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Archive for the ‘Desertification’ Category

Watch a new animation from ASLA’s “Designing Our Future: Sustainable Landscapes” online exhibition that shows how to turn a conventional community into an edible city. Learn how to transform unproductive spaces into agricultural landscapes that help fight obesity and reduce food deserts:

According to the United Nations, some one-fourth of all agricultural land is seriously degraded. As a result, people are now turning to untapped urban land. In fact, some 800 million people a year worldwide are practicing urban agriculture. Beyond creating green spaces, urban agriculture may aid those who don’t have secure access to food. In the U.S. alone, some 49 million Americans experience food insecurity and another 23 million live in food deserts where there is little fresh produce or public space. To fight insecurity, many Americans, even those in poorer areas, are taking food production into their own hands: Some 38 percent of households or 41 million people grew vegetables, fruits, or herbs on their property. (Sources: Food and Agriculture Organization (FAO) of the United Nations; RUAF Foundation and Feeding America; “Urban Agriculture: Practices to Improve Cities,” Mia Lehrer and Maya Dunne, UrbanLand, Urban Land Institute )

While growing food breaks the law in many U.S. cities, innovators like New York, San Francisco, Chicago, Detroit, Cleveland, and smaller cities like Madison, Wisconsin, are now changing regulations to accommodate the growing numbers of urban farmers. In those communities, many types of private and public spaces — front and backyards, courtyards in multi-family complexes, abandoned lots, and building rooftops — can now be legally transformed from unproductive spaces into low-cost sources of nutrition. In Washington, D.C and Portland, homeowners can even lease out their yards to local organizations and reap the benefits. In Cleveland and Detroit, abandoned lots owned by the city are leased at almost zero cost to farmers if they promise to grow things on them. In Chicago, the rooftop of one youth center was redesigned as a farm and now produces 1,000 pounds of organic produce each year while teaching urban kids where food comes from. (Sources: Backyard Farmer; DC City Farmer; Rooftop Haven for Urban Agriculture, Designing Our Future: Sustainable Landscapes, ASLA / Gary Comer Youth Center, Chicago, Illinois; and “Keeping Urban Farmers Safe,” The Dirt, ASLA)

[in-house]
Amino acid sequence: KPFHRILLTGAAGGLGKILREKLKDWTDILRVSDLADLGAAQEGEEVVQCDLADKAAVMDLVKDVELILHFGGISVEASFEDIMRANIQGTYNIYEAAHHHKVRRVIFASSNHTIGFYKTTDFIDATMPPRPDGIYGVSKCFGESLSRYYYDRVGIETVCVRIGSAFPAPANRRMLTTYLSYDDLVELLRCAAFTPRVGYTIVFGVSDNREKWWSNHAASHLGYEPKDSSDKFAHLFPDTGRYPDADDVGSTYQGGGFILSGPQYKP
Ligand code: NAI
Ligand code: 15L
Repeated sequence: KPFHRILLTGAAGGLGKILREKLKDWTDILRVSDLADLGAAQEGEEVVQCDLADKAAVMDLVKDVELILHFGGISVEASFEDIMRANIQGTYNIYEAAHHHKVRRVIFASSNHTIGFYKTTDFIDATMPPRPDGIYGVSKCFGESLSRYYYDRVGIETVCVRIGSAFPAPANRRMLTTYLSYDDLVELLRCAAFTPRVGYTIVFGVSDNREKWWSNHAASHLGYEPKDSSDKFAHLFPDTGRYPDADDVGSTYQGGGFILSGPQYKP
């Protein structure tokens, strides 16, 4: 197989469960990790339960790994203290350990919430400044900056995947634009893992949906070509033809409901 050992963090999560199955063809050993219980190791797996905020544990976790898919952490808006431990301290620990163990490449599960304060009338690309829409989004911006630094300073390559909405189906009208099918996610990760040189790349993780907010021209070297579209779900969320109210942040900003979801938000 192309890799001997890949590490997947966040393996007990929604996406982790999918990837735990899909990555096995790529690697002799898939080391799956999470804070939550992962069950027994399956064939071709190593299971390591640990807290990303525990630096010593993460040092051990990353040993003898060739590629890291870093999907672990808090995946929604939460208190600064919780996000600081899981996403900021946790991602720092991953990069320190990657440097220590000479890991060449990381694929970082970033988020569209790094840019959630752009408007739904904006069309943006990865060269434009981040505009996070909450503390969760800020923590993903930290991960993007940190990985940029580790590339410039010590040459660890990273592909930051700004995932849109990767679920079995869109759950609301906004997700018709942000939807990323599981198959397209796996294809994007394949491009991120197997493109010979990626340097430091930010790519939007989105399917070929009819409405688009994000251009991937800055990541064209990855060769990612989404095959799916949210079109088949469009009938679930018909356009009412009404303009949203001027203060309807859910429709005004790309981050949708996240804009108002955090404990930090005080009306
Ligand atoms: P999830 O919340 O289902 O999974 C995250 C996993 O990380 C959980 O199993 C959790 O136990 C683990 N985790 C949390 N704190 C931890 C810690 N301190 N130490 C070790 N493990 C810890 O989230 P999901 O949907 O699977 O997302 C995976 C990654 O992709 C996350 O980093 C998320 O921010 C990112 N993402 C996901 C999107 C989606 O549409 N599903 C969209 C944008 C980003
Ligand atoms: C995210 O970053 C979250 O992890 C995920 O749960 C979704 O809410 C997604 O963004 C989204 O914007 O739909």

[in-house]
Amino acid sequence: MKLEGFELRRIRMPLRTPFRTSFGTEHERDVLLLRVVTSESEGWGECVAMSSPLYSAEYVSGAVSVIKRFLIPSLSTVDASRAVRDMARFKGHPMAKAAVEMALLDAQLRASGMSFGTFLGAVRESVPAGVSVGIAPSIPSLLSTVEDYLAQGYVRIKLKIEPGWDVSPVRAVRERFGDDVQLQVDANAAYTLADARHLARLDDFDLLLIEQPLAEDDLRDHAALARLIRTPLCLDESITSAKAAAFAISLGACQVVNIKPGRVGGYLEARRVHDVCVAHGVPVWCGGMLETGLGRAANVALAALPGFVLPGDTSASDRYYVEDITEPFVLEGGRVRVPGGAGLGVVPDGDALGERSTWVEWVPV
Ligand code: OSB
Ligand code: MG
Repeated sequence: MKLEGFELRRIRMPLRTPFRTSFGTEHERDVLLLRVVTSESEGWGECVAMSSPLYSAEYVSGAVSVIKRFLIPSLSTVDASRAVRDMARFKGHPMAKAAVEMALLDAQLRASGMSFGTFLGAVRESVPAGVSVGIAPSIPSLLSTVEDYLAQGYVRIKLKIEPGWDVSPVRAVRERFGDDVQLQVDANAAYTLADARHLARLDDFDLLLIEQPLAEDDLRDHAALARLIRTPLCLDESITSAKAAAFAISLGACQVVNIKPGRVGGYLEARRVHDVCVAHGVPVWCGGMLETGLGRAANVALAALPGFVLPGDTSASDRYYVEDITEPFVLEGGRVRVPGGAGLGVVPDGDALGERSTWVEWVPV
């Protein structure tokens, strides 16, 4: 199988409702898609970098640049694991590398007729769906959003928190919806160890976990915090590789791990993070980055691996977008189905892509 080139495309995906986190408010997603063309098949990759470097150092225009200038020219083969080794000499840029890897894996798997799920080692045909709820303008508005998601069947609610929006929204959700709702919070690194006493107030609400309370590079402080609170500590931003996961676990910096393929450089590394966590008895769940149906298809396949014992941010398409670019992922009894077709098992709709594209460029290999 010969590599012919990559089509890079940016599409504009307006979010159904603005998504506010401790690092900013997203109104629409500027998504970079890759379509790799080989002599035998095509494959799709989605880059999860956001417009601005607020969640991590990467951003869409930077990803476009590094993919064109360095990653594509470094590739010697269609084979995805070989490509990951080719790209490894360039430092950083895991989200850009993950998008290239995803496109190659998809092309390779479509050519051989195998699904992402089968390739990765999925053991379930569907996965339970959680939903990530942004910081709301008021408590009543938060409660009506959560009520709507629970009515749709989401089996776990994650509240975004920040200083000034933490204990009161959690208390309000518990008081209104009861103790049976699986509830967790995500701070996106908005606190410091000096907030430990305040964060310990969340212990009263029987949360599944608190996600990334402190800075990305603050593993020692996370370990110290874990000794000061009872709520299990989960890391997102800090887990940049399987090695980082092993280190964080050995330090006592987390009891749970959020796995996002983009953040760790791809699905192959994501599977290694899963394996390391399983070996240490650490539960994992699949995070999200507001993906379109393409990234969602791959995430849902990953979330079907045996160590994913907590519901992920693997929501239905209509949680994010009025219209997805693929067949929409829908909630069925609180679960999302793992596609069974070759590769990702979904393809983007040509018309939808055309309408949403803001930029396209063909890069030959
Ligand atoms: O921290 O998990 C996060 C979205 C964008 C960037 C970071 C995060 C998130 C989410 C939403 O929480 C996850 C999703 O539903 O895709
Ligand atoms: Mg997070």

Commercial urban farmers are also starting to make money on rooftops. In New York City, the Brooklyn Grange, a 40,000 square foot farm, grew some 15,000 pounds last year. Underutilized spaces can be leased out for around $1 a square foot, creating enough financial incentive for urban farmers to take root. Another great idea being considered: big-box stores could lease out their massive rooftops to farmers, and then purchase the food there to re-sell. However, many landscape architects argue that for these new urban agriculture projects to really work, they need to be knit together into a network. Produce grown in neighborhoods can be distributed via farmers’ markets, shops, coops, food banks, even mobile storefronts. With local networks in place, nearby suburban farms can also participate, finding new markets and creating a more healthy food system in the process. (Sources: “Farm the Rooftops,” The Dirt, ASLA and “Urban Agriculture: Practices to Improve Cities,” Mia Lehrer and Maya Dunne, UrbanLand, Urban Land Institute)

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The Buckminster Fuller Institute announced that the African Center for Holistic Management International’s “Operation Hope” project won this year’s $100,000 challenge grant. Allan Savory, who founded the non-governmental organization, has spent the last 50 years developing and promoting a method of holistic land management that provides a model for reversing desertification,  writes Fast Company. The Buckminster Fuller challenge says the project transforms “parched and degraded Zimbabwe grasslands and savannahs into lush pastures with ponds and flowing streams, even during periods of drought.”

The Buckminster Fuller Challenge is an international competition that takes a “comprehensive, anticipatory, design approach to radically advance human well being and the health of our planet’s ecosystems.”  The challenge is sponsored by the Buckminster Fuller Institute, which is focused on deploying system-based solutions for addressing climate change, water scarity, sustainable food production, and other major environmental challenges. Elizabeth Thompson, the Institute’s executive director, told Fast Company: “The approach was pioneered by Fuller. We’re looking for strategies that solve multiple problems at once, not just surgical implementations that don’t address the root problem.”